Britons had started to accept self-driving cars and were becoming increasingly confident about their safety credentials before one was involved in the death of a pedestrian in the US at the weekend.
A consumer study by Deloitte found that half of UK respondents (51 per cent) believed self-driving cars will be safe. That was up from 27 per cent who answered the annual survey 12 months earlier.
This is likely to be dented after one of Uber’s fleet of autonomous Volvo SUVs was in a collision with 49-year-old Elaine Herzberg in Tempe, a suburb of Phoenix, Arizona on Sunday evening, marking the first fatality involving a self-driving vehicle on public roads since their incarnation.
Police in a Phoenix suburb said one of Uber’s self-driving vehicles (like the one pictured) struck and killed a pedestrian. Police in the city of Tempe said that the vehicle was in autonomous mode with an operator behind the wheel when the collision happened
The death is likely to reignite fears about the imminent introduction and testing of driverless cars in the UK, with the Government increasing funding to make the country a world leader in autonomous vehicle technology.
Deloitte had polled 22,000 people across 17 different nations on their attitudes. The insight provider said the feedback from UK drivers was in-line with the thoughts of motorists from other countries, with people generally growing more trusting of the technology.
Chancellor Philip Hammond revealed in November last year that he wants fully-driverless cars on UK roads by 2021.
Just last week, roads minister Jesse Norman announced a review by the Law Commission that will examine any legal obstacles that might restrict the widespread introduction of self-driving vehicles in Britain in time for the chancellor’s deadline.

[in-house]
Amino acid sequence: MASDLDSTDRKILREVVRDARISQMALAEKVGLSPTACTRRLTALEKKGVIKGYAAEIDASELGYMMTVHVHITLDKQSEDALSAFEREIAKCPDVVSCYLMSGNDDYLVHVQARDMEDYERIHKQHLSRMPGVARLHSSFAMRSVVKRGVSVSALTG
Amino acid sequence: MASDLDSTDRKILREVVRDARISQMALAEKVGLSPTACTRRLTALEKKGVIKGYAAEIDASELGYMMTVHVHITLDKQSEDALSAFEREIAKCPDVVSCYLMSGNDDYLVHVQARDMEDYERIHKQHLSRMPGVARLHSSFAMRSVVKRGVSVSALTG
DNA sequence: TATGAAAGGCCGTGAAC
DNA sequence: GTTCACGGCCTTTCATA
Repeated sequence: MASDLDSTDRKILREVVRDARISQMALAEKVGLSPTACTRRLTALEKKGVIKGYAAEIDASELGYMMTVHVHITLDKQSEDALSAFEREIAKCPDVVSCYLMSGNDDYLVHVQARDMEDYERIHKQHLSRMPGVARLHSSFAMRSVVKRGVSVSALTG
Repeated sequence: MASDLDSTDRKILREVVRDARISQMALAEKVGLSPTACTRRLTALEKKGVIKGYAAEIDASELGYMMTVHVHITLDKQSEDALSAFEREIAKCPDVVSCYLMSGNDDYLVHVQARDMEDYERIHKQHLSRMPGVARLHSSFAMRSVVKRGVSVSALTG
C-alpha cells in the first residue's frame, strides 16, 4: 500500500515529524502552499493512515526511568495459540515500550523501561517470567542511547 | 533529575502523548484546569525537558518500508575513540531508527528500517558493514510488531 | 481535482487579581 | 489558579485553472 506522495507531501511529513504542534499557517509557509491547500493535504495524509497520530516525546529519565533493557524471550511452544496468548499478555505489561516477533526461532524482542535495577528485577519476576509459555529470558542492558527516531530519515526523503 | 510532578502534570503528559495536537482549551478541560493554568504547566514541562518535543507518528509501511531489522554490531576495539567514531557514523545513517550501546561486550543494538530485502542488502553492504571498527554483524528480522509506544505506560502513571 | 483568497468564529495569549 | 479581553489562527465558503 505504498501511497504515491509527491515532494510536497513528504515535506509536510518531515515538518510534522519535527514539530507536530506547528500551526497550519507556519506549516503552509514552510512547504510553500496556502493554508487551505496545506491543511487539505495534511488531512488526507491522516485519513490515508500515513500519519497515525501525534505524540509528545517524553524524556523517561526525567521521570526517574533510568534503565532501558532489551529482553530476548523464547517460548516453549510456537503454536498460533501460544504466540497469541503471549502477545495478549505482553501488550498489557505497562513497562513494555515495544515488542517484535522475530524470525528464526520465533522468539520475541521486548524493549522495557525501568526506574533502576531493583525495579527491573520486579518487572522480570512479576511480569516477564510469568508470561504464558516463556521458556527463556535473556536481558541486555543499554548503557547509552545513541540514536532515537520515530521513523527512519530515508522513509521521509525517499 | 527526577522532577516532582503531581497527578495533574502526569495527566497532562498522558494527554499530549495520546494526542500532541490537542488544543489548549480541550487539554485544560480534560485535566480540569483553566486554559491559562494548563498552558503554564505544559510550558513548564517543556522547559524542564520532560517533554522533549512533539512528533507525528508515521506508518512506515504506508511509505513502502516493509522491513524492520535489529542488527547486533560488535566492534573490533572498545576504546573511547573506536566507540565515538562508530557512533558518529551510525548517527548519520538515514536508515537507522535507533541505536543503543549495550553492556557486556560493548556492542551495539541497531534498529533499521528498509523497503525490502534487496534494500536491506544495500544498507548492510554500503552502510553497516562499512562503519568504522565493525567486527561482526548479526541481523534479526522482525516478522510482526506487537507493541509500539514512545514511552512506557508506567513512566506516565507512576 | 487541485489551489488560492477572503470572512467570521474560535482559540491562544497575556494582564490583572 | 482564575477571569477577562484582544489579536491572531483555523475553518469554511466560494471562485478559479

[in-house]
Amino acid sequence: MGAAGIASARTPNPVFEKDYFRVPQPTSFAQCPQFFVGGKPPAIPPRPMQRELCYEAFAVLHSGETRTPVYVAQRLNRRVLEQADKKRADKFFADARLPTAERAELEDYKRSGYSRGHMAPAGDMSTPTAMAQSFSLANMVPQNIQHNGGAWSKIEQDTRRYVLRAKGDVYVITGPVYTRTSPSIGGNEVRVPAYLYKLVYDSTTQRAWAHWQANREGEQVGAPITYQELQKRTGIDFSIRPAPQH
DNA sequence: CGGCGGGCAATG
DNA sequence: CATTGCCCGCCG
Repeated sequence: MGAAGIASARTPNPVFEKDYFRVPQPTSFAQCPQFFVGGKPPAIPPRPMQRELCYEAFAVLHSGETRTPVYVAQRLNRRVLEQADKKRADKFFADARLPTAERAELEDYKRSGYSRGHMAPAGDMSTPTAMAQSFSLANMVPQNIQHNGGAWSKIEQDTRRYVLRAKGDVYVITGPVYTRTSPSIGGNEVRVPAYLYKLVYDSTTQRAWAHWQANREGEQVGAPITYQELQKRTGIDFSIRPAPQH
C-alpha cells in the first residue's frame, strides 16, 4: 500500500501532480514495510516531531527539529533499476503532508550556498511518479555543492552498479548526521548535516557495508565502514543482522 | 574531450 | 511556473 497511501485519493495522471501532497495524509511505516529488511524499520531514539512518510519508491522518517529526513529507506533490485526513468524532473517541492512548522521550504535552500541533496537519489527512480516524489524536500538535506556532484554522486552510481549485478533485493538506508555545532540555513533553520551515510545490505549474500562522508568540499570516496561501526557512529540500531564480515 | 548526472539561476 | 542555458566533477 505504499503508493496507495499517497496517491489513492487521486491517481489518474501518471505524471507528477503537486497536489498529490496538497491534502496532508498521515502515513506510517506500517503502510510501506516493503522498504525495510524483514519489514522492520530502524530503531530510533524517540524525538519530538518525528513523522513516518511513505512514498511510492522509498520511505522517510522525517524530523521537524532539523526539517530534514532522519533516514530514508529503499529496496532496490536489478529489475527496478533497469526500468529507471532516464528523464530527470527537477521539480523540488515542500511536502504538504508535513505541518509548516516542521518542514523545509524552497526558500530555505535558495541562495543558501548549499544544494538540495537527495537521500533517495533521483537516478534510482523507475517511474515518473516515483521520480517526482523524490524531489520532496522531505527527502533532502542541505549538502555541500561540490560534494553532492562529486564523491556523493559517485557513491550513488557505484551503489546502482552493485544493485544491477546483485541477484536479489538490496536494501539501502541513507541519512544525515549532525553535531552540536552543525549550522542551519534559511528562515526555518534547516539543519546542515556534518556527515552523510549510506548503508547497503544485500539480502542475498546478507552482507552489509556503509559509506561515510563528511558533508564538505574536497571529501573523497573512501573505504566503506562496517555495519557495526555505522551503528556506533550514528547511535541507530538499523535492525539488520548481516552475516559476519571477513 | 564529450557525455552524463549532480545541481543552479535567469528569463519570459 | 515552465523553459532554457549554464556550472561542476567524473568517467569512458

With ministers backing their introduction and an increasing number of car manufacturers working to create their own systems, motorists had become less fearful of the technology, according to a new report.
Deloitte said some 70 per cent of Italians polled said they believed self-driving cars would be safe, while 63 per cent of French drivers felt confident about improvements to road safety.
However, the first fatality could undo much of the work done to convince the public that autonomous vehicles are the next logical step for global transport.
Police reports from the weekend’s incident claim that the Uber vehicle that struck and killed Elaine Herzberg was operating in automated mode at the time, though there was a human in the driver’s seat.
A spokesperson for Tempe police suggested that the vehicle was travelling at 40mph and showed no significant signs of slowing down before the impact.
The suggested failure of the system to recognise the risk ahead could change consumer attitude towards trials taking place in the UK, with Uber suspending all of their testing with immediate effect in the US.
According to police, Herzberg was hit by an SUV (pictured) at around 10pm on Sunday in Tempe when she was walking her bicycle outside of a crosswalk
Uber has since suspended all of its US trials involving autonomous vehicles
Why had trust grown among consumers?
Deloitte said one of the most influential factors for a growing acceptance of autonomous vehicles before the fatal incident was the increased involvement of trusted brands developing the technology.
Over half (53 per cent) of respondents said they would trust an autonomous vehicle that was manufactured by an established company, up from 44 per cent who completed the poll in 2017.
That said, fewer were convinced by systems developed by non car-making firms.
Just 21 per cent of consumers said they had faith in self-driving systems brought to market by tech firms, such as Uber, as more felt comfortable with technology derived from auto makers.
Mike Woodward, UK automotive leader at Deloitte, said: ‘The significant improvement in consumer trust in autonomous vehicles is a critical step in progressing driverless technology.
‘Although driverless cars are still at an experimental phase, building consumer trust in the industry will be a key step in its future success.’
Jaguar Land Rover originally conducted a short trial of connected and autonomous car technology in November 2017 on roads in Coventry
Jaguar Land Rover is expected to conduct more tests in Coventry and Milton Keynes throughout 2018